Fall-Winter 2002-2003

ScienceQuest for Youth: A Growing Program
by Jennifer Dorsen

What do you want for the youth in your program?

While each kid has unique needs, there are some common goals that many of us share, some of which are summed up in the quote above. Center directors and staff aim to provide a wide variety of things to their young clients, often with too few resources and too many needs.

Through ScienceQuest, we have developed a program that supports center staff and volunteers as they reach for these goals with their middle school aged youth (10-14). In the after-school hours, these youth are exploring the insides of volcanoes, communing with lions, and comparing pond water to tap water for health indicators. Others are finding the physics of skateboards, the daytime habits of spiders, or the workings of robots. As part of a small team, each child has the chance to make decisions and to become an information sleuth who presents complex explorations in a well designed website to teach others. 

To date, teams all over Boston, in eight surrounding communities, and in thirteen cities nationally have worked on integrating informal science into their technology programs. Over two hundred youth have used their CTCs' tools for learning and presenting information. Eighty-five staff members and volunteers have been trained to guide these project-based explorations, and each receives extensive support during the process. ScienceQuest is funded in part by the National Science Foundation and supported by Educational Development Center in Newton, MA. Our partners are the community technology centers, business supporters, and science museums.

Three girlsHow does ScienceQuest work?

The key element to ScienceQuest is the "I Search," a strategy that many teachers use and that we have adapted to fit the after-school world of CTCs. Through this process, coaches (staff or volunteers, but not science experts) work with a small team of youth through the four stages of investigation. The first stage is "immersion." As the children explore, they discover for themselves what interests them, what doesn't interest them, and what they want to see next. During the immersion phase, they can try some water xperiments, watch a video on earthquakes, find signs of the coming winter outside the center, or surf the NASA web site.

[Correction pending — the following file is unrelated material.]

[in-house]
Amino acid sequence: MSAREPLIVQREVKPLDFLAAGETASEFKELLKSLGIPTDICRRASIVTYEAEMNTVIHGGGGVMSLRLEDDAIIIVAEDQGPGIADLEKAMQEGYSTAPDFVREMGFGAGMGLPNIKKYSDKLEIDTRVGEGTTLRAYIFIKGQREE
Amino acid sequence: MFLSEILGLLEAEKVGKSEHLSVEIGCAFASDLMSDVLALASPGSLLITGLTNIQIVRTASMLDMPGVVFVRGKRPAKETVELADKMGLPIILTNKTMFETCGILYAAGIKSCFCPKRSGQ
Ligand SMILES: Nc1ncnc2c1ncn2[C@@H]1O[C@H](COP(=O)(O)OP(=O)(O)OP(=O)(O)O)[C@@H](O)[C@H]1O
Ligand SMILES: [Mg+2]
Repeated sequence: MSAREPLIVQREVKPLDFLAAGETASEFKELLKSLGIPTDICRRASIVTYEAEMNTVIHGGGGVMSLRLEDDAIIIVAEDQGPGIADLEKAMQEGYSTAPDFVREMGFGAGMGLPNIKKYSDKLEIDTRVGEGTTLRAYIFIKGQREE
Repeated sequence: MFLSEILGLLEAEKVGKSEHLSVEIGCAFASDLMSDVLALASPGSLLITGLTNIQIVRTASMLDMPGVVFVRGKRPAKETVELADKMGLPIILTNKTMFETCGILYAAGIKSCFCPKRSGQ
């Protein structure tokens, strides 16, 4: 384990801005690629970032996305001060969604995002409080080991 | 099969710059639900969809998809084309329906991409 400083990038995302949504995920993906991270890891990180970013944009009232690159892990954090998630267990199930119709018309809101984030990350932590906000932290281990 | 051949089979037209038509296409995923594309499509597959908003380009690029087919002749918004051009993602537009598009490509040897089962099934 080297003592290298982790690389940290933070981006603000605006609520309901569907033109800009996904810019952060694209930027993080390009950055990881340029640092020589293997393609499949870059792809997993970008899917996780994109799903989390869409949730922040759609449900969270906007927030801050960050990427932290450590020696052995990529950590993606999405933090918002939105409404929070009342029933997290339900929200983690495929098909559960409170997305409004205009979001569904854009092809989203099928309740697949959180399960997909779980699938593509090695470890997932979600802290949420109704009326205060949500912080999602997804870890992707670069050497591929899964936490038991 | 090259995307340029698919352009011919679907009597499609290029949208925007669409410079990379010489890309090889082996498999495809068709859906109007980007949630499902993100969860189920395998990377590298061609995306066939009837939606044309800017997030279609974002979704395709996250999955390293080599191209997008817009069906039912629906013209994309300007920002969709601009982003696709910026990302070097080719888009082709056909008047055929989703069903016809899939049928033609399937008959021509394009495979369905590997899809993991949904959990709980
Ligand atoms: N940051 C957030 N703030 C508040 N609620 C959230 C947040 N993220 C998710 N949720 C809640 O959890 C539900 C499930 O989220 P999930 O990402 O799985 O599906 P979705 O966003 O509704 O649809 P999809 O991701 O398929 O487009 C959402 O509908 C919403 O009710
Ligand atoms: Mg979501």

Then we ask, what did you learn in each of these activities, and what excites you to learn more? Some recent questions have been:

  • Have there ever been volcanoes in Brockton, MA?
  • How do robots work and how do they help people with disabilities? (Roxbury, MA)
  • What sorts of bugs are helpful in a garden? (Yonkers, NY)
  • How do the ants outside the center survive in the heat of Texas? (Lufkin, TX)
  • What’s the nature of the universe? (Chicago, IL)

Once a team has a question that they must answer, the rest of the project unfolds over ten to fifteen weeks. They make a plan that identifies resources to help them find information. Some teams go out of the center on field trips, some talk to experts, and some go onto the Internet to find experiments and information to learn more. As they do this, they are gathering and creating content to build their web sites.

In the past two years, we have noticed a few things: the youth involved often become famous around the center for creating their own web site, and the waiting list for ScienceQuest grows. Other times, we notice kids finishing up a project are simultaneously talking about what they will investigate next. One girl on the Mane Page team, investigating lions, talked about her questions about rabbits, since her grandmother keeps rabbits. Bob Hamilton, the coach at Ministry in Action in Lufkin, TX, reported that the kids are asking for more time in the center to finish their project, since twice a week is not enough. 

My Dog Helps Me

The youth can talk eloquently about what they have done and what they have learned, and their confidence shows through. While we do not have the capacity for following the youth through high school and into their post-graduation choices, we do know that youth engaged in quality after-school programs are more likely to graduate and have a positive attitude about learning and school. They show better group skills and make smarter choices about health and activities, according to the National Institute on Out-of-School Time (NIOST). The youth in our centers live in complex worlds with increasingly complex goals for their future success. Through ScienceQuest, youth explore, learn, have fun and get ever closer to becoming successful adults with a deep understanding of their world.

MarquisThe ScienceQuest web site has more information about the project, the youth web projects, answers to common questions, and a soon to be launched section of the site for youth. We hope that you will try a ScienceQuest project on your own or apply to attend one of our workshops at the next CTCNet conference!

Jennifer Dorsen is the program director for ScienceQuest at EDC.

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